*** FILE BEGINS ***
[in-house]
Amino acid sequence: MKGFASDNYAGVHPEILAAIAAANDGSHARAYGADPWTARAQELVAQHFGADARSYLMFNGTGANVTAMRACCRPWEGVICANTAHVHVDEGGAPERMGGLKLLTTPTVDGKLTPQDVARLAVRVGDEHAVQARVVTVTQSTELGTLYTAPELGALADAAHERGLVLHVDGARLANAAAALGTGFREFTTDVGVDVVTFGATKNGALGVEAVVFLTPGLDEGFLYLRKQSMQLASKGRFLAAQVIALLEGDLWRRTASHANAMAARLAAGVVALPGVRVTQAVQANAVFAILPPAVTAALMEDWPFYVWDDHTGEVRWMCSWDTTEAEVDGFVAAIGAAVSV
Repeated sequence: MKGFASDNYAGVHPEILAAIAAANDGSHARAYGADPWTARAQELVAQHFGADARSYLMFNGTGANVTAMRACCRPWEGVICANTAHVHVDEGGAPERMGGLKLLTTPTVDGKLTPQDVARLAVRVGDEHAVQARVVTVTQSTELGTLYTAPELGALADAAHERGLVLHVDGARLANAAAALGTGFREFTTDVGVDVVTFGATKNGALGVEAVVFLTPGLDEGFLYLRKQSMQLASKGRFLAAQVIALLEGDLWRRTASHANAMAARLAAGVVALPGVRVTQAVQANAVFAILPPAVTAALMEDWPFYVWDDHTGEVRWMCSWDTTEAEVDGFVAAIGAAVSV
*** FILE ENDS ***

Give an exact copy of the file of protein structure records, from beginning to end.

[in-house]
Amino acid sequence: MKGFASDNYAGVHPEILAAIAAANDGSHARAYGADPWTARAQELVAQHFGADARSYLMFNGTGANVTAMRACCRPWEGVICANTAHVHVDEGGAPERMGGLKLLTTPTVDGKLTPQDVARLAVRVGDEHAVQARVVTVTQSTELGTLYTAPELGALADAAHERGLVLHVDGARLANAAAALGTGFREFTTDVGVDVVTFGATKNGALGVEAVVFLTPGLDEGFLYLRKQSMQLASKGRFLAAQVIALLEGDLWRRTASHANAMAARLAAGVVALPGVRVTQAVQANAVFAILPPAVTAALMEDWPFYVWDDHTGEVRWMCSWDTTEAEVDGFVAAIGAAVSV
Repeated sequence: MKGFASDNYAGVHPEILAAIAAANDGSHARAYGADPWTARAQELVAQHFGADARSYLMFNGTGANVTAMRACCRPWEGVICANTAHVHVDEGGAPERMGGLKLLTTPTVDGKLTPQDVARLAVRVGDEHAVQARVVTVTQSTELGTLYTAPELGALADAAHERGLVLHVDGARLANAAAALGTGFREFTTDVGVDVVTFGATKNGALGVEAVVFLTPGLDEGFLYLRKQSMQLASKGRFLAAQVIALLEGDLWRRTASHANAMAARLAAGVVALPGVRVTQAVQANAVFAILPPAVTAALMEDWPFYVWDDHTGEVRWMCSWDTTEAEVDGFVAAIGAAVSV